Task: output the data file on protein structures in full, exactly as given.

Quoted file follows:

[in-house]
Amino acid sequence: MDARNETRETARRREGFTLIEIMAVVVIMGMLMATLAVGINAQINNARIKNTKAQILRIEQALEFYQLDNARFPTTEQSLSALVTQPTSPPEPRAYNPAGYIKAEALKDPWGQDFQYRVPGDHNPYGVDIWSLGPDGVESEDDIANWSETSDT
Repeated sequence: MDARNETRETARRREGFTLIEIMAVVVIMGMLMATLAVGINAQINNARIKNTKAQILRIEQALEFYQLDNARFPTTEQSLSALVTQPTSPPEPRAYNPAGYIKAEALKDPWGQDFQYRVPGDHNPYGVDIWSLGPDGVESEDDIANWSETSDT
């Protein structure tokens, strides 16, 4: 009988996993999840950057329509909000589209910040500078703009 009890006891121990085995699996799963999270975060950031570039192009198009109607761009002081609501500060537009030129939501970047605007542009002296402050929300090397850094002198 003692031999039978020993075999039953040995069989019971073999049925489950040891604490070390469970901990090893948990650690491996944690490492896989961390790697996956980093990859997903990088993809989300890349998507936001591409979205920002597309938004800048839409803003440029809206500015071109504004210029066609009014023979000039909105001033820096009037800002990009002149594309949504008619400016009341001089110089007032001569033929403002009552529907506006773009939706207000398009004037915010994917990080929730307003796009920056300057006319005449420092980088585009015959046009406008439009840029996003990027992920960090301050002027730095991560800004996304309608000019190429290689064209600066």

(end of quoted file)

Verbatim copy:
[in-house]
Amino acid sequence: MDARNETRETARRREGFTLIEIMAVVVIMGMLMATLAVGINAQINNARIKNTKAQILRIEQALEFYQLDNARFPTTEQSLSALVTQPTSPPEPRAYNPAGYIKAEALKDPWGQDFQYRVPGDHNPYGVDIWSLGPDGVESEDDIANWSETSDT
Repeated sequence: MDARNETRETARRREGFTLIEIMAVVVIMGMLMATLAVGINAQINNARIKNTKAQILRIEQALEFYQLDNARFPTTEQSLSALVTQPTSPPEPRAYNPAGYIKAEALKDPWGQDFQYRVPGDHNPYGVDIWSLGPDGVESEDDIANWSETSDT
């Protein structure tokens, strides 16, 4: 009988996993999840950057329509909000589209910040500078703009 009890006891121990085995699996799963999270975060950031570039192009198009109607761009002081609501500060537009030129939501970047605007542009002296402050929300090397850094002198 003692031999039978020993075999039953040995069989019971073999049925489950040891604490070390469970901990090893948990650690491996944690490492896989961390790697996956980093990859997903990088993809989300890349998507936001591409979205920002597309938004800048839409803003440029809206500015071109504004210029066609009014023979000039909105001033820096009037800002990009002149594309949504008619400016009341001089110089007032001569033929403002009552529907506006773009939706207000398009004037915010994917990080929730307003796009920056300057006319005449420092980088585009015959046009406008439009840029996003990027992920960090301050002027730095991560800004996304309608000019190429290689064209600066």